Prime Minister Benjamin Netanyahu announced Tuesday he would dissolve the Plesner Committee, spelling the end for a panel tasked with coming up with legislation for universal conscription.
Kadima party head Shaul Mofaz responded by saying the issue could spell the end of Netanyahu’s broad national unity coalition.
The panel, formed at the request of the Kadima party, suffered several defections over the past days as members were unable to come to terms with how to draft the ultra-Orthodox and Arab Israelis into the army or how to punish draft dodgers.
The prime minister stated that if a solution was not found by August 1, “the Tal Law would be canceled and a new Security Service Law that applies to all citizens of Israel will take effect.”
Mofaz, who had made the committee a centerpiece of his agreeing to joining the government, said he did not accept the decision to disband the committee, threatening to leave the coalition.
“If the prime minister does not go the way he need to, it will be the end of this national unity government,” he said.
The Tal Law, which expires at the end of the month, allowed for yeshiva students to defer conscription to the army. It was declared unconstitutional earlier this year.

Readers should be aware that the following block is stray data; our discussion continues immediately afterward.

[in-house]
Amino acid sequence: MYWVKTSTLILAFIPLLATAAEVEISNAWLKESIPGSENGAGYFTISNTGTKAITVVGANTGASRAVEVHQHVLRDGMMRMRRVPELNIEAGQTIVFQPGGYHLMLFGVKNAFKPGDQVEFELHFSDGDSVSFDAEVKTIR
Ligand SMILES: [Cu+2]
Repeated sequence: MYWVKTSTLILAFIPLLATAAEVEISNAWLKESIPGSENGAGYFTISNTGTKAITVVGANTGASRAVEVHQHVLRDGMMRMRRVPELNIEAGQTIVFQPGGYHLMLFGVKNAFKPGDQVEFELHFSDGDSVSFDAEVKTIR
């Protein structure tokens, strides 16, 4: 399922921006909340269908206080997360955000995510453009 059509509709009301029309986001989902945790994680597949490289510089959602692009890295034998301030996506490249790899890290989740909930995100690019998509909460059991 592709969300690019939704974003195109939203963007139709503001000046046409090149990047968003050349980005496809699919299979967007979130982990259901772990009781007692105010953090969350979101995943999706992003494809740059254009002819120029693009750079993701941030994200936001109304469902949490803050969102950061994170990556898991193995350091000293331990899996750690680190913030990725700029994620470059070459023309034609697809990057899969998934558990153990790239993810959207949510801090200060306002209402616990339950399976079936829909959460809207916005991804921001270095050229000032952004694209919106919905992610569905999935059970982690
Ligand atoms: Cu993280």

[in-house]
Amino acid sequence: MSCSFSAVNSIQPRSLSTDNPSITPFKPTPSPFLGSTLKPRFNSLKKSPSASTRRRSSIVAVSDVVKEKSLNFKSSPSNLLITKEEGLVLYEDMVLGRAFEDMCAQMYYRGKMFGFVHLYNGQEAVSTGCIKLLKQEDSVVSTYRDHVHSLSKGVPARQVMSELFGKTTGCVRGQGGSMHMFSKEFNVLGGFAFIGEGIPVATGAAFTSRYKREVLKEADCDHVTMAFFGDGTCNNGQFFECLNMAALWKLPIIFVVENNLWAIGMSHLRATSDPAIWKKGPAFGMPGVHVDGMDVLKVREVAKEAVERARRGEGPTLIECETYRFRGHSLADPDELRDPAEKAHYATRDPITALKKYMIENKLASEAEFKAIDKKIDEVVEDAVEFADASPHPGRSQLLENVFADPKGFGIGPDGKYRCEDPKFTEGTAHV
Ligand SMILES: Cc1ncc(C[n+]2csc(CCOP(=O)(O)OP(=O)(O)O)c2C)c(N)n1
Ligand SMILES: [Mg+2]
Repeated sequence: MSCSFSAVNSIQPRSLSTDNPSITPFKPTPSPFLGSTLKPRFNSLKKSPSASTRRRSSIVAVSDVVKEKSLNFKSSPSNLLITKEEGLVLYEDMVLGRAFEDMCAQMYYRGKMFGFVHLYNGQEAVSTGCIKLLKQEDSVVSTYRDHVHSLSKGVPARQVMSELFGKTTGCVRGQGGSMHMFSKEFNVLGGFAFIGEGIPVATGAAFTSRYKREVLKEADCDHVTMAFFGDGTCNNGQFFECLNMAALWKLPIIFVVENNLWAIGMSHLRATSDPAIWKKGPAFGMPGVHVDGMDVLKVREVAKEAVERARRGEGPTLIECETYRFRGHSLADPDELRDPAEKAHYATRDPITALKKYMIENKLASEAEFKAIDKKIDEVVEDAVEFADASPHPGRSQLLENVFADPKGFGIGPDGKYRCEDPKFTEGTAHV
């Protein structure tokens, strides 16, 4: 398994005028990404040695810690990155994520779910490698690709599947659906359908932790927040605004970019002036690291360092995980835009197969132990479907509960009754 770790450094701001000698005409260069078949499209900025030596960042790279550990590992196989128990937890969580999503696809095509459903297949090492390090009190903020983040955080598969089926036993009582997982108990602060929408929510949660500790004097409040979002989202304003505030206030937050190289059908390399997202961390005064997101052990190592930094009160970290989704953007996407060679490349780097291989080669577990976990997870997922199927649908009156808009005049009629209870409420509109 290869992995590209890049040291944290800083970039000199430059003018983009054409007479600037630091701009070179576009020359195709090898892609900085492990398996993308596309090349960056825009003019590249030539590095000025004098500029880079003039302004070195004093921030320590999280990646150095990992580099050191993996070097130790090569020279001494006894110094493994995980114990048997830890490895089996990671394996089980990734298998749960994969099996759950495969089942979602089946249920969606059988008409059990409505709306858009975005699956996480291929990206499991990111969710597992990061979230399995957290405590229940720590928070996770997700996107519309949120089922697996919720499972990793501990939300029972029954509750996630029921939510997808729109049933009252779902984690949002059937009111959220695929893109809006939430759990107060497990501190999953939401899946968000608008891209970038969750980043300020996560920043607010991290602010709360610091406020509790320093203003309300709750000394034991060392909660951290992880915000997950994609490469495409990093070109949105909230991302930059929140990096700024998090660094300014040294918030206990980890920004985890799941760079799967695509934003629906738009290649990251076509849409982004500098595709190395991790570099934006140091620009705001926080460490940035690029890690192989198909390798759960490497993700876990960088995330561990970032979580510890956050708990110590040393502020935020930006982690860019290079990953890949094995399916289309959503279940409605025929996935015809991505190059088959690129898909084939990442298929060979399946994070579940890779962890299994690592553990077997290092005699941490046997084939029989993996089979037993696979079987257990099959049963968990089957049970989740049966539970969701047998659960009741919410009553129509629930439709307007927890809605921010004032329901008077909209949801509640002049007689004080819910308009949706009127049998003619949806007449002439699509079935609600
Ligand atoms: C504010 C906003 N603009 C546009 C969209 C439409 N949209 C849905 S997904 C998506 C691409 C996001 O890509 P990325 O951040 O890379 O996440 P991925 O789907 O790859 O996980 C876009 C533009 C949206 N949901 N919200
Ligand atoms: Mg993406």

Netanyahu said the committee could go no further.
“To my regret, the Plesner Committee did not succeed in reaching agreed-upon outlines due to the withdrawal of several of its members, and it cannot formulate a recommendation that would achieve a Knesset majority,” he said. “For all intents and purposes, the committee has disbanded.”
Before Netanyahu’s announcement, Mofaz told party members that the committee was on its way to a “historic change.”
“We took on this task, which is a test for everyone, but especially for those who committed themselves to lead the change,” he said.
Netanyahu said he would continue to work with Mofaz and other coalition party heads to come up with a solution.
“I prefer an agreed-upon and gradual solution but if we cannot reach such a solution by August 1, the IDF will draft according to its needs, and I believe that it will do so while taking into consideration the various publics so as to prevent a rift in the nation,” he said in a statement.
On Thursday, Foreign Minister Avigdor Liberman’s Yisrael Beytenu party pulled its members out of the Plesner committee over the panel’s agreement to not impose individual sanctions on Israeli Arabs who refuse to enlist for military or national service. The Habayit Hayehudi party also quit the panel on Thursday. On Sunday, attorney Yaakov Weinroth also quit the committee over the proposed sanctions against the ultra-Orthodox, saying the panel was “not doing serious work.”